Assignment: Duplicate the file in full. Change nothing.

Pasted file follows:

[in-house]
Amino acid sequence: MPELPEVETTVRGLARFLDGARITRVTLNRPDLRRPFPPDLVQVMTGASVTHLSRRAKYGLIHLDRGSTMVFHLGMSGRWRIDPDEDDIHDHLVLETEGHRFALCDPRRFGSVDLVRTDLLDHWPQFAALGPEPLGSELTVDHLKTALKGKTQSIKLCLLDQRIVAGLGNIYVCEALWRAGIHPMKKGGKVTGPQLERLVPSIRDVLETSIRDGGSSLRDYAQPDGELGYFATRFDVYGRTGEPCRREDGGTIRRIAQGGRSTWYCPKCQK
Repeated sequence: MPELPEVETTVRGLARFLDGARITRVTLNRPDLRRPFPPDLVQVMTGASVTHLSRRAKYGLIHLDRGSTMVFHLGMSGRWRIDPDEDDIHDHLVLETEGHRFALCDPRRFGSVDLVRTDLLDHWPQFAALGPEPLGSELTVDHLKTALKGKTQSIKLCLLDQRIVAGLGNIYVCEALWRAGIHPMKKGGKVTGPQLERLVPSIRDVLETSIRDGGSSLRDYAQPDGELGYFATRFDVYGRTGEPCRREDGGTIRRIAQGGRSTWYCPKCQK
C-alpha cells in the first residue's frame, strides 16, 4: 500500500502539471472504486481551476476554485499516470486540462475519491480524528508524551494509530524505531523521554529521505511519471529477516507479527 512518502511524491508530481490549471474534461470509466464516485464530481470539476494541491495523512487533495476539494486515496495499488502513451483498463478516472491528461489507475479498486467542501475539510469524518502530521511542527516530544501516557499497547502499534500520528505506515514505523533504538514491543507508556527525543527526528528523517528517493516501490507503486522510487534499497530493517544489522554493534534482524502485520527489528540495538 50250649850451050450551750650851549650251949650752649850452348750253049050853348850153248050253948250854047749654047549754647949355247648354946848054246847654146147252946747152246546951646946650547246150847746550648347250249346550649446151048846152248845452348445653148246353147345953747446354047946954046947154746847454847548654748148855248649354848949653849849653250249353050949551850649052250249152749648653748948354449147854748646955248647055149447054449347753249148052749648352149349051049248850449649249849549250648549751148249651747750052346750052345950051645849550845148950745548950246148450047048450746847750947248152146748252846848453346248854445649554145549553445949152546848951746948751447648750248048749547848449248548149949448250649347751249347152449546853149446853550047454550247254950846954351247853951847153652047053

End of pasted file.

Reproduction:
[in-house]
Amino acid sequence: MPELPEVETTVRGLARFLDGARITRVTLNRPDLRRPFPPDLVQVMTGASVTHLSRRAKYGLIHLDRGSTMVFHLGMSGRWRIDPDEDDIHDHLVLETEGHRFALCDPRRFGSVDLVRTDLLDHWPQFAALGPEPLGSELTVDHLKTALKGKTQSIKLCLLDQRIVAGLGNIYVCEALWRAGIHPMKKGGKVTGPQLERLVPSIRDVLETSIRDGGSSLRDYAQPDGELGYFATRFDVYGRTGEPCRREDGGTIRRIAQGGRSTWYCPKCQK
Repeated sequence: MPELPEVETTVRGLARFLDGARITRVTLNRPDLRRPFPPDLVQVMTGASVTHLSRRAKYGLIHLDRGSTMVFHLGMSGRWRIDPDEDDIHDHLVLETEGHRFALCDPRRFGSVDLVRTDLLDHWPQFAALGPEPLGSELTVDHLKTALKGKTQSIKLCLLDQRIVAGLGNIYVCEALWRAGIHPMKKGGKVTGPQLERLVPSIRDVLETSIRDGGSSLRDYAQPDGELGYFATRFDVYGRTGEPCRREDGGTIRRIAQGGRSTWYCPKCQK
C-alpha cells in the first residue's frame, strides 16, 4: 500500500502539471472504486481551476476554485499516470486540462475519491480524528508524551494509530524505531523521554529521505511519471529477516507479527 512518502511524491508530481490549471474534461470509466464516485464530481470539476494541491495523512487533495476539494486515496495499488502513451483498463478516472491528461489507475479498486467542501475539510469524518502530521511542527516530544501516557499497547502499534500520528505506515514505523533504538514491543507508556527525543527526528528523517528517493516501490507503486522510487534499497530493517544489522554493534534482524502485520527489528540495538 50250649850451050450551750650851549650251949650752649850452348750253049050853348850153248050253948250854047749654047549754647949355247648354946848054246847654146147252946747152246546951646946650547246150847746550648347250249346550649446151048846152248845452348445653148246353147345953747446354047946954046947154746847454847548654748148855248649354848949653849849653250249353050949551850649052250249152749648653748948354449147854748646955248647055149447054449347753249148052749648352149349051049248850449649249849549250648549751148249651747750052346750052345950051645849550845148950745548950246148450047048450746847750947248152146748252846848453346248854445649554145549553445949152546848951746948751447648750248048749547848449248548149949448250649347751249347152449546853149446853550047454550247254950846954351247853951847153652047053